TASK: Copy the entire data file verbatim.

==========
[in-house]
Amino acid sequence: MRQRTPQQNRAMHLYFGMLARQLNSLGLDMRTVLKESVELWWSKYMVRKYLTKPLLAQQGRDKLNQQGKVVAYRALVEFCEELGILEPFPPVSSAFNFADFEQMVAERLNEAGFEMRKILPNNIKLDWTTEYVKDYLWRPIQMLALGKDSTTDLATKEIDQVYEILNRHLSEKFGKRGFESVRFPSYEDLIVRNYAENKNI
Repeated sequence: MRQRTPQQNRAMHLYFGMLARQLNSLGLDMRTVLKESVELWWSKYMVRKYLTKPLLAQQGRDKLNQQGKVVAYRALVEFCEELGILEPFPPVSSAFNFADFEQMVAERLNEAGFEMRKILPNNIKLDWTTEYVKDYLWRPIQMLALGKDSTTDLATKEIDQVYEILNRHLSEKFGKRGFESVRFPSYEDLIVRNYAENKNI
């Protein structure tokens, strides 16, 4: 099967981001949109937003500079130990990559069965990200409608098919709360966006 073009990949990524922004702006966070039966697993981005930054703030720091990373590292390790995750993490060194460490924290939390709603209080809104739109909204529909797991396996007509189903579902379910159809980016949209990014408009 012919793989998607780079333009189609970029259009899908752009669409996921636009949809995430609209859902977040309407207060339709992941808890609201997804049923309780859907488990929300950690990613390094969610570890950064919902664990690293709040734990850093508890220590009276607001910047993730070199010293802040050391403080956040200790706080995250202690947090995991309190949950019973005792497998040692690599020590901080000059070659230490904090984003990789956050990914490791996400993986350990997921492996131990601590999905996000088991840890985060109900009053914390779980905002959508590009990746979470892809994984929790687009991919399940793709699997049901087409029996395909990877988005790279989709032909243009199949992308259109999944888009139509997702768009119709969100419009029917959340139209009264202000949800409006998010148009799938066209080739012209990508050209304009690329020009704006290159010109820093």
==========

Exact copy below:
[in-house]
Amino acid sequence: MRQRTPQQNRAMHLYFGMLARQLNSLGLDMRTVLKESVELWWSKYMVRKYLTKPLLAQQGRDKLNQQGKVVAYRALVEFCEELGILEPFPPVSSAFNFADFEQMVAERLNEAGFEMRKILPNNIKLDWTTEYVKDYLWRPIQMLALGKDSTTDLATKEIDQVYEILNRHLSEKFGKRGFESVRFPSYEDLIVRNYAENKNI
Repeated sequence: MRQRTPQQNRAMHLYFGMLARQLNSLGLDMRTVLKESVELWWSKYMVRKYLTKPLLAQQGRDKLNQQGKVVAYRALVEFCEELGILEPFPPVSSAFNFADFEQMVAERLNEAGFEMRKILPNNIKLDWTTEYVKDYLWRPIQMLALGKDSTTDLATKEIDQVYEILNRHLSEKFGKRGFESVRFPSYEDLIVRNYAENKNI
């Protein structure tokens, strides 16, 4: 099967981001949109937003500079130990990559069965990200409608098919709360966006 073009990949990524922004702006966070039966697993981005930054703030720091990373590292390790995750993490060194460490924290939390709603209080809104739109909204529909797991396996007509189903579902379910159809980016949209990014408009 012919793989998607780079333009189609970029259009899908752009669409996921636009949809995430609209859902977040309407207060339709992941808890609201997804049923309780859907488990929300950690990613390094969610570890950064919902664990690293709040734990850093508890220590009276607001910047993730070199010293802040050391403080956040200790706080995250202690947090995991309190949950019973005792497998040692690599020590901080000059070659230490904090984003990789956050990914490791996400993986350990997921492996131990601590999905996000088991840890985060109900009053914390779980905002959508590009990746979470892809994984929790687009991919399940793709699997049901087409029996395909990877988005790279989709032909243009199949992308259109999944888009139509997702768009119709969100419009029917959340139209009264202000949800409006998010148009799938066209080739012209990508050209304009690329020009704006290159010109820093």